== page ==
• Establishing rules (such as “never comment on the physical appearance of someone else”). Rules are clear for folks like us, and preferred as they require no reading between the lines
  • Writing down what the expectations are of the employee with a given task
  • Limiting your use of idioms, soliloquys or sarcasm (it might go over some of our heads)
  • A very detailed job description

Executive Functioning

These are the mental processes that allow us to put into practice what intelligence we have. These difficulties can be identified through challenges with organization, multi-tasking, time-management, and prioritization and can result in some individuals appearing slow, or even less intelligent than they really are. While many individuals with AS can visibly hyper-focus on a task, others with Executive Functioning challenges can appear the opposite given the same task.

Solutions revolve around being clear, such as:

  • Writing down what the expectations are of the employee with a given task
  • A very detailed job description
  • Flexible work hours
  • Mentoring
  • Going slow when verbally outlining tasks and priorities
  • Encouraging employees to take notes
  • Additionally confirming as an afterword that the employee understands the tasks assigned

 Sensory Issues

People on the autism spectrum frequently navigate at least one atypical issue having to do with the five senses. For some, a sensitivity to certain types of lighting can produces headaches, certain sounds might make others have to cover their ears, and many people—though they might appreciate deep-tissue contact, such as in a hug—truly do not react well to light touch, as in an unexpected tap on the shoulder.

Also, the concept of stimming—involuntary or semi-voluntary body movements, sometimes including the production of noises—can be viewed as sensory issues as stims are usually deployed as a result of environmental factors (the most well-known is the way some more-challenged autistic people flap their hands). Though potentially alarming to those with no experience with this population, stims generally are a healthy way to combat stresses, and are often an expression of pleasure, not anxiety. Furthermore, most college-educated spectrum graduates have long since learned how to cloak these behaviors.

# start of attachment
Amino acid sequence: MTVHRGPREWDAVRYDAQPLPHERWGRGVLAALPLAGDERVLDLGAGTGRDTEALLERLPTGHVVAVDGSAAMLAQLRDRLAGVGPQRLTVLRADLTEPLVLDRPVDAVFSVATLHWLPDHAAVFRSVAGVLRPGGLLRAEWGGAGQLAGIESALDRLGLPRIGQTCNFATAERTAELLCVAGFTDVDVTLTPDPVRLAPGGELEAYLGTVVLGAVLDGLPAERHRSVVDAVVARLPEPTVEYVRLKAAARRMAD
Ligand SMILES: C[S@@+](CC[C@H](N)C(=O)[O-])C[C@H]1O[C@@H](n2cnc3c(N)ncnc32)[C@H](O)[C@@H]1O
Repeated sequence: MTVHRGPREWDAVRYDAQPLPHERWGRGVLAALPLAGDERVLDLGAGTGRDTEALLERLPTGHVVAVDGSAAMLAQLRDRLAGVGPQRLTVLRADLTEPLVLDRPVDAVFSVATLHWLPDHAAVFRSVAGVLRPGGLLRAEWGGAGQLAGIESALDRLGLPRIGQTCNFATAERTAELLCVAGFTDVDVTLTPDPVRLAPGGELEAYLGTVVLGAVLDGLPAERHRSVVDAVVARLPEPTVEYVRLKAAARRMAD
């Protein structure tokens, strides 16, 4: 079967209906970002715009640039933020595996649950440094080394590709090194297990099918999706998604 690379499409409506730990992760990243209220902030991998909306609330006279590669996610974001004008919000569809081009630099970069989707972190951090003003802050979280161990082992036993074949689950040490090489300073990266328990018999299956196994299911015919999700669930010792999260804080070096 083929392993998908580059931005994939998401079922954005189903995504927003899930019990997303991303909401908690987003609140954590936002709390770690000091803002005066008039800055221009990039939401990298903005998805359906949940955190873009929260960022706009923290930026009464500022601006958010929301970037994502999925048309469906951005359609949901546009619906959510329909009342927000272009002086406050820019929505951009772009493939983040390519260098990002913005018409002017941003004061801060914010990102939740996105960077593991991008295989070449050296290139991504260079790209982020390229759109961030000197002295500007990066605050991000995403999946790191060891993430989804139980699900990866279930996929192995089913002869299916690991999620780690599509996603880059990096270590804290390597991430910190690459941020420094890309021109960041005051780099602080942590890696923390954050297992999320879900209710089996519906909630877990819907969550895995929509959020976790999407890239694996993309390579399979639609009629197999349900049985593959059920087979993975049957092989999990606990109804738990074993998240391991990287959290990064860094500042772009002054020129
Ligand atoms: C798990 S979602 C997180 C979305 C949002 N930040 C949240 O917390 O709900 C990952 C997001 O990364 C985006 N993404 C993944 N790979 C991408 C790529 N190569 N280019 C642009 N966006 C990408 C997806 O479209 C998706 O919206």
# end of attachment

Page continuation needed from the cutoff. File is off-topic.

Solutions revolve around simple, atmosphere adjustments, such as:

  • Flexible work hours
  • Lighting adjustments
  • Workspace adjustments such as moving their workspace to a quieter space in the office
  • Working from home (less simple, but a true solution for a dedicated employee with more serious sensory challenges)

With the Hidden Curriculum, Executive Functioning, and Sensory Issues there is the potential for added anxiety as one tries to navigate a social world (yours) that confuses them. Allowing for breaks, so the person can find a quiet room or go for a walk, will truly help to ease the stress caused by emotional, sensory, or executive overload.

Train, Train, Train

Businesses rightly won’t hire or attempt to retain employees with AS if they don’t have the confidence that they can make the relationship work. Trainings—be it for managers, HR staff, or recruiters—is tantamount to a company successfully increasing its cultural competence.

In Summary

If you look back at the solutions for managing and better accommodating those three key areas, you should see the (sometimes repeated) emphasis on clear communication. While perhaps time-consuming for managers, the expense pales in comparison to other accommodations. And what manager wouldn’t become a better manager for his non-AS colleagues if he or she learned to communicate better?

And did I mention that some of us are quite intelligent, honest, and loyal?

Michael John Carley can be reached at mjcarley@asperger-employment.org

Photo Source: Victor1558